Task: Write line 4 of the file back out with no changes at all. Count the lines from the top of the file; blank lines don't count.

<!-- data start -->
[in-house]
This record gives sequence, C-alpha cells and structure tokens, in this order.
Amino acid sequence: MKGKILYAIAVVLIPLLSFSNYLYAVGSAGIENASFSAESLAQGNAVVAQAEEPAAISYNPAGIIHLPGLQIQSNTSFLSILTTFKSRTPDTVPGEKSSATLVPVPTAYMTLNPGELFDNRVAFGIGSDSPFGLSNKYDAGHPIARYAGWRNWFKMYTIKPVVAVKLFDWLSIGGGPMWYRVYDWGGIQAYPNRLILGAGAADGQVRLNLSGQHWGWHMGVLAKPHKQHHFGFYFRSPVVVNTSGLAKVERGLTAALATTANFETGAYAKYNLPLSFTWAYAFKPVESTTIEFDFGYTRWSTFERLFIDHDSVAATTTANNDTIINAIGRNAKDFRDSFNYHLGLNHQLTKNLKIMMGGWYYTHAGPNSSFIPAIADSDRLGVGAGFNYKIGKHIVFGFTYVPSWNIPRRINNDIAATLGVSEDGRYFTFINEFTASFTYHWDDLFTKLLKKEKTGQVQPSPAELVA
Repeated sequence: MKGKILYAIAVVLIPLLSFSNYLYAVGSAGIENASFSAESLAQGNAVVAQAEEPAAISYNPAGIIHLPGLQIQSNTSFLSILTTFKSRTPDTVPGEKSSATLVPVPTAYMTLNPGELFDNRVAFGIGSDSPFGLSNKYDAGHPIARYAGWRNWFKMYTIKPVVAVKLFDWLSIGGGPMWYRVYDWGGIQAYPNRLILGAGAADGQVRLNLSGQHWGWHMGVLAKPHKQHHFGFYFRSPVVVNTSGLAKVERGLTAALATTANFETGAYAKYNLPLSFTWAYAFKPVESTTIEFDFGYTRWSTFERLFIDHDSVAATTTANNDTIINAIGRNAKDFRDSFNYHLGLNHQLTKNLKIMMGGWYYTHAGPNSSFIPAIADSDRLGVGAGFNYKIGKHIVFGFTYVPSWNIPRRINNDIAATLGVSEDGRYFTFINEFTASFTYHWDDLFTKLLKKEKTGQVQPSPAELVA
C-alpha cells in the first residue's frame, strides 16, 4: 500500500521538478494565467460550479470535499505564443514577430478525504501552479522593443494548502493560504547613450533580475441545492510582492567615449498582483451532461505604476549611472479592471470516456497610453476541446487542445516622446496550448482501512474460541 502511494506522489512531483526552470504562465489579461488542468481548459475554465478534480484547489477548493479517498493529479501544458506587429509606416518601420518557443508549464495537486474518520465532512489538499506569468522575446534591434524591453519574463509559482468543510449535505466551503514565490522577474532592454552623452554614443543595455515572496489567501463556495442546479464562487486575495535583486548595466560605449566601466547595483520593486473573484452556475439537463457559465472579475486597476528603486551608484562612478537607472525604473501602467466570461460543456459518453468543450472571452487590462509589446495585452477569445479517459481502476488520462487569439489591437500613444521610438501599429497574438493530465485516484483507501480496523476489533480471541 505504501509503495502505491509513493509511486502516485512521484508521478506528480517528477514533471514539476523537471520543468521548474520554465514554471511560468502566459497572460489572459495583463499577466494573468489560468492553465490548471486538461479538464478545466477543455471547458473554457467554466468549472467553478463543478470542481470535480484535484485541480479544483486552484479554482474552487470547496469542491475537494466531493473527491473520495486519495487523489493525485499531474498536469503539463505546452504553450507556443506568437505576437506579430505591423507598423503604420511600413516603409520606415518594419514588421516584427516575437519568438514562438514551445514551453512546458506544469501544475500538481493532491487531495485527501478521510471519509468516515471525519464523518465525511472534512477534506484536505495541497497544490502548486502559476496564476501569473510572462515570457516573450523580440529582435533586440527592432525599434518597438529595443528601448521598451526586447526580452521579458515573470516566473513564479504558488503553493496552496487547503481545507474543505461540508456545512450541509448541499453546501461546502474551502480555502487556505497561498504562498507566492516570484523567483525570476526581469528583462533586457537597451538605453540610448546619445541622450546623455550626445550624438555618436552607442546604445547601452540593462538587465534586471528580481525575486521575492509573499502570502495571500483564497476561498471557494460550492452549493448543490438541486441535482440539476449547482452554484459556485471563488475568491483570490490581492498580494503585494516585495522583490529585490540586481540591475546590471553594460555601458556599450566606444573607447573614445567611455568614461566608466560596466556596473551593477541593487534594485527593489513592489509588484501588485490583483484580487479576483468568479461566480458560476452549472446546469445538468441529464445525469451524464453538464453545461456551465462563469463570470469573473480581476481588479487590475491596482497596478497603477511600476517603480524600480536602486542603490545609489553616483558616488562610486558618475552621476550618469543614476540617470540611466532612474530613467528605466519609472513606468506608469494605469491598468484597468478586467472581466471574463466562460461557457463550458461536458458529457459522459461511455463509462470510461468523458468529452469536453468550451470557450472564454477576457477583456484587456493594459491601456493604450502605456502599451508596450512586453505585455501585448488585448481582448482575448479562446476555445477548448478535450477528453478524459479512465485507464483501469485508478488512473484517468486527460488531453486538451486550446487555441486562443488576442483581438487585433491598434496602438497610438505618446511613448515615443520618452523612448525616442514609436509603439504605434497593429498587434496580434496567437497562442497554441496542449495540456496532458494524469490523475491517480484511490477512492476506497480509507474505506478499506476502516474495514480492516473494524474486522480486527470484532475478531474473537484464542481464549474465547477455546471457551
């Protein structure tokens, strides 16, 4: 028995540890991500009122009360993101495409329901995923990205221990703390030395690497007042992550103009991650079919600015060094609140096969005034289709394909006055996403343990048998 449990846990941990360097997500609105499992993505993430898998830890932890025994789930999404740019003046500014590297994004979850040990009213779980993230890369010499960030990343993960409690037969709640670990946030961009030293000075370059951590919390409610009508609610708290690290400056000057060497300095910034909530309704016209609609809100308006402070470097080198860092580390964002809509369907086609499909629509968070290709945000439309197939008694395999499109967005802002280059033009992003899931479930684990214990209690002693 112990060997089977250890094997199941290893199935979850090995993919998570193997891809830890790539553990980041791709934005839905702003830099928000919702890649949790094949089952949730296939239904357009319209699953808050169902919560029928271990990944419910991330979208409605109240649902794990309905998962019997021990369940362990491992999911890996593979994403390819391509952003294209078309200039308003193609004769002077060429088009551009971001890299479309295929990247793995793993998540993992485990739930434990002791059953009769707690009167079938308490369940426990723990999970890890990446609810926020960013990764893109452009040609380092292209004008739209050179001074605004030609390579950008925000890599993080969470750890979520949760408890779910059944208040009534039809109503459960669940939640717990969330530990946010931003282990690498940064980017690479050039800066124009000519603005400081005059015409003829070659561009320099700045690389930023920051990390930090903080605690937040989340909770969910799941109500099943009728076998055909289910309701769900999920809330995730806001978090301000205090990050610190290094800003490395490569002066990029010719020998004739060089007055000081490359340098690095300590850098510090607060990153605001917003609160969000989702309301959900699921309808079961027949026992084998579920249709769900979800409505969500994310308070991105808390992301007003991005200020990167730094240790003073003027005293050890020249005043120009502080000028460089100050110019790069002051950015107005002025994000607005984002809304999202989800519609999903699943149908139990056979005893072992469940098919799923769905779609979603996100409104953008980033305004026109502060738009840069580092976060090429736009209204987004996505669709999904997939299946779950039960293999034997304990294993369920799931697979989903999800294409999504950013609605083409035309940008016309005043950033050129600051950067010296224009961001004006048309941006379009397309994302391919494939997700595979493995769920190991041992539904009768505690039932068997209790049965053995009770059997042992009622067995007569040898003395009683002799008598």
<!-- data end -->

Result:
Repeated sequence: MKGKILYAIAVVLIPLLSFSNYLYAVGSAGIENASFSAESLAQGNAVVAQAEEPAAISYNPAGIIHLPGLQIQSNTSFLSILTTFKSRTPDTVPGEKSSATLVPVPTAYMTLNPGELFDNRVAFGIGSDSPFGLSNKYDAGHPIARYAGWRNWFKMYTIKPVVAVKLFDWLSIGGGPMWYRVYDWGGIQAYPNRLILGAGAADGQVRLNLSGQHWGWHMGVLAKPHKQHHFGFYFRSPVVVNTSGLAKVERGLTAALATTANFETGAYAKYNLPLSFTWAYAFKPVESTTIEFDFGYTRWSTFERLFIDHDSVAATTTANNDTIINAIGRNAKDFRDSFNYHLGLNHQLTKNLKIMMGGWYYTHAGPNSSFIPAIADSDRLGVGAGFNYKIGKHIVFGFTYVPSWNIPRRINNDIAATLGVSEDGRYFTFINEFTASFTYHWDDLFTKLLKKEKTGQVQPSPAELVA